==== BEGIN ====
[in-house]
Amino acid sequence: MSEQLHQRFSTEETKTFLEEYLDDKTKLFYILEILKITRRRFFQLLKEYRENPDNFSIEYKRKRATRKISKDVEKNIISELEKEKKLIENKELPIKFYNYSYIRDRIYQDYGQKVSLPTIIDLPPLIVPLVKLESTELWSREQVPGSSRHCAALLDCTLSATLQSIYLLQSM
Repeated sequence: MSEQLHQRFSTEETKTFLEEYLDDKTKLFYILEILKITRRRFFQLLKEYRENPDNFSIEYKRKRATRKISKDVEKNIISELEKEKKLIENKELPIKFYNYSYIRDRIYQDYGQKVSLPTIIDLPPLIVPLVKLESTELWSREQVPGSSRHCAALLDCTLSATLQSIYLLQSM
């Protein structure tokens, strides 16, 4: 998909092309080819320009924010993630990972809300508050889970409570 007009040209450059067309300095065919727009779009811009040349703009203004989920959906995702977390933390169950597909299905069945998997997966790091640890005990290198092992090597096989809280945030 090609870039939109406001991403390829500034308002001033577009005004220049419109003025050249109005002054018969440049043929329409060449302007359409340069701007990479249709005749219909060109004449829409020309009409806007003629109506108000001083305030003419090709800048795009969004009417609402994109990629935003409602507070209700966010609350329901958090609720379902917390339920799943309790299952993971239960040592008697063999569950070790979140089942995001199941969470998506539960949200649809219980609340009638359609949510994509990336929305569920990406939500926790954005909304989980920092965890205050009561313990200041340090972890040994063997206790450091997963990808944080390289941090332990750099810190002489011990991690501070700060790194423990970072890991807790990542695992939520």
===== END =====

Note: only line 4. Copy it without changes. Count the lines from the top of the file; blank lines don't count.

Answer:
């Protein structure tokens, strides 16, 4: 998909092309080819320009924010993630990972809300508050889970409570 007009040209450059067309300095065919727009779009811009040349703009203004989920959906995702977390933390169950597909299905069945998997997966790091640890005990290198092992090597096989809280945030 090609870039939109406001991403390829500034308002001033577009005004220049419109003025050249109005002054018969440049043929329409060449302007359409340069701007990479249709005749219909060109004449829409020309009409806007003629109506108000001083305030003419090709800048795009969004009417609402994109990629935003409602507070209700966010609350329901958090609720379902917390339920799943309790299952993971239960040592008697063999569950070790979140089942995001199941969470998506539960949200649809219980609340009638359609949510994509990336929305569920990406939500926790954005909304989980920092965890205050009561313990200041340090972890040994063997206790450091997963990808944080390289941090332990750099810190002489011990991690501070700060790194423990970072890991807790990542695992939520």